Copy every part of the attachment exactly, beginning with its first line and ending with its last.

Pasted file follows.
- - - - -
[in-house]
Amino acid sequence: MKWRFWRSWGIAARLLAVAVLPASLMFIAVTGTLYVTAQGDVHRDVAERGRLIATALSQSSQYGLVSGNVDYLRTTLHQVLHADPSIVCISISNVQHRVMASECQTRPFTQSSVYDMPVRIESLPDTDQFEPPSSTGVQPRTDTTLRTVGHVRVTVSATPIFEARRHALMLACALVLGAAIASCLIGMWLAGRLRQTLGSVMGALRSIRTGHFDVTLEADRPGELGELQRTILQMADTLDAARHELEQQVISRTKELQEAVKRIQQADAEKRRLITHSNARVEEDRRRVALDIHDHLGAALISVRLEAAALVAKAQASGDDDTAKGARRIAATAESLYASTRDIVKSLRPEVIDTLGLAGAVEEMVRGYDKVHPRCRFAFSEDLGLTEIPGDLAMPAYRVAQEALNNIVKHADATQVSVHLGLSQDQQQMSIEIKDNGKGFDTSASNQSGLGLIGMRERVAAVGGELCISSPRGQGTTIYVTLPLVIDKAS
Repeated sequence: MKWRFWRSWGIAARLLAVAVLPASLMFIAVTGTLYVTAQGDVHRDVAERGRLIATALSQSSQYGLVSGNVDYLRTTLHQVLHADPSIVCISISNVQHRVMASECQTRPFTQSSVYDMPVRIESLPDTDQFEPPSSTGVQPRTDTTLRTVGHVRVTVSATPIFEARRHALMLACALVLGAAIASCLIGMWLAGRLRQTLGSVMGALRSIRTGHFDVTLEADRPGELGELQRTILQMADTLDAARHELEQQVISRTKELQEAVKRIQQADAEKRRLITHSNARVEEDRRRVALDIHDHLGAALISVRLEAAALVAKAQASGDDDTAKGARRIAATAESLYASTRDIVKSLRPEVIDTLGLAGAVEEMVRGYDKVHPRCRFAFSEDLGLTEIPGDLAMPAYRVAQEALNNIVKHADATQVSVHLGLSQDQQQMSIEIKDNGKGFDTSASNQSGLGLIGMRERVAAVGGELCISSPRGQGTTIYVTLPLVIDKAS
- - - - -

[in-house]
Amino acid sequence: MKWRFWRSWGIAARLLAVAVLPASLMFIAVTGTLYVTAQGDVHRDVAERGRLIATALSQSSQYGLVSGNVDYLRTTLHQVLHADPSIVCISISNVQHRVMASECQTRPFTQSSVYDMPVRIESLPDTDQFEPPSSTGVQPRTDTTLRTVGHVRVTVSATPIFEARRHALMLACALVLGAAIASCLIGMWLAGRLRQTLGSVMGALRSIRTGHFDVTLEADRPGELGELQRTILQMADTLDAARHELEQQVISRTKELQEAVKRIQQADAEKRRLITHSNARVEEDRRRVALDIHDHLGAALISVRLEAAALVAKAQASGDDDTAKGARRIAATAESLYASTRDIVKSLRPEVIDTLGLAGAVEEMVRGYDKVHPRCRFAFSEDLGLTEIPGDLAMPAYRVAQEALNNIVKHADATQVSVHLGLSQDQQQMSIEIKDNGKGFDTSASNQSGLGLIGMRERVAAVGGELCISSPRGQGTTIYVTLPLVIDKAS
Repeated sequence: MKWRFWRSWGIAARLLAVAVLPASLMFIAVTGTLYVTAQGDVHRDVAERGRLIATALSQSSQYGLVSGNVDYLRTTLHQVLHADPSIVCISISNVQHRVMASECQTRPFTQSSVYDMPVRIESLPDTDQFEPPSSTGVQPRTDTTLRTVGHVRVTVSATPIFEARRHALMLACALVLGAAIASCLIGMWLAGRLRQTLGSVMGALRSIRTGHFDVTLEADRPGELGELQRTILQMADTLDAARHELEQQVISRTKELQEAVKRIQQADAEKRRLITHSNARVEEDRRRVALDIHDHLGAALISVRLEAAALVAKAQASGDDDTAKGARRIAATAESLYASTRDIVKSLRPEVIDTLGLAGAVEEMVRGYDKVHPRCRFAFSEDLGLTEIPGDLAMPAYRVAQEALNNIVKHADATQVSVHLGLSQDQQQMSIEIKDNGKGFDTSASNQSGLGLIGMRERVAAVGGELCISSPRGQGTTIYVTLPLVIDKAS